When Mel Gibson was pulled over for driving under the influence on Friday, he had a few choice words for the cops who stopped him. He should have been more judicious. He should have saved some for TMZ.com .
Hovering somewhere between gossip and news, TMZ appears to be the next phase in the evolution of celebrity journalism, a development that leaves pundits and players feeling either queasy or compelled, depending on whom you ask. In just nine months since going live, TMZ has broken its share of stories—the day it went online, the site obtained video footage of a Paris Hilton hit-and-run. In May it introduced us to oil heir Brandon Davis, who in turn graced us with his drunken loathing of actress Lindsay Lohan and a new word for the female genitalia. And now, by reporting Gibson’s arrest and anti-Semitic ranting late last week, complete with Smoking Gun-style police reports, TMZ has for the first time affected the national (or at least dinnertime) dialogue—to say nothing of one of the most powerful Hollywood careers.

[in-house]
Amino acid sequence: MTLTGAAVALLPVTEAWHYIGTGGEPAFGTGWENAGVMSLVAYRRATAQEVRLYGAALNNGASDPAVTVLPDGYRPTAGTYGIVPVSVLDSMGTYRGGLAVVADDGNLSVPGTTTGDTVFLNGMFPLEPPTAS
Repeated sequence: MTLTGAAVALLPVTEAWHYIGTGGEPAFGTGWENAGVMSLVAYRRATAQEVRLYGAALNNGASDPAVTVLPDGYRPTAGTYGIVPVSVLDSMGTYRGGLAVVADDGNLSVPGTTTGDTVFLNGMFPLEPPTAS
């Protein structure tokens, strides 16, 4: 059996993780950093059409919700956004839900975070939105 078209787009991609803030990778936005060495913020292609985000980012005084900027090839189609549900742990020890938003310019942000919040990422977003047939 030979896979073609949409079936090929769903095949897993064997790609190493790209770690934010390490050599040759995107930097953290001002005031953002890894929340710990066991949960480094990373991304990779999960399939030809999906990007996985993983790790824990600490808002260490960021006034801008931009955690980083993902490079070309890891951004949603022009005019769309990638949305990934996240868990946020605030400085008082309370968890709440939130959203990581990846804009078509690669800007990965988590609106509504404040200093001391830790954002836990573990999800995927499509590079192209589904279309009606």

So, we’ll bite: who, or what, is TMZ? With a recent redesign, the site, a joint venture between America Online and Telepictures, has the look and feel of a blog with a journalistic pedigree. A typical day includes updates on the marital status of Pamela Anderson and Kid Rock (as of press time, still in connubial bliss), video footage of Ashlee Simpson arriving at a Hollywood hotspot (feeling, she reports, “excellent”) and whether Ben Affleck caught a Red Sox pop fly launched into his section at Fenway Park (he did not). Mixed in with all of the above are newsier tidbits—such as United Talent Agency’s filing suit against Wesley Snipes, one of its own actors, for breach of contract—which have clearly been unearthed by someone who knows his way around legal documents and police stations.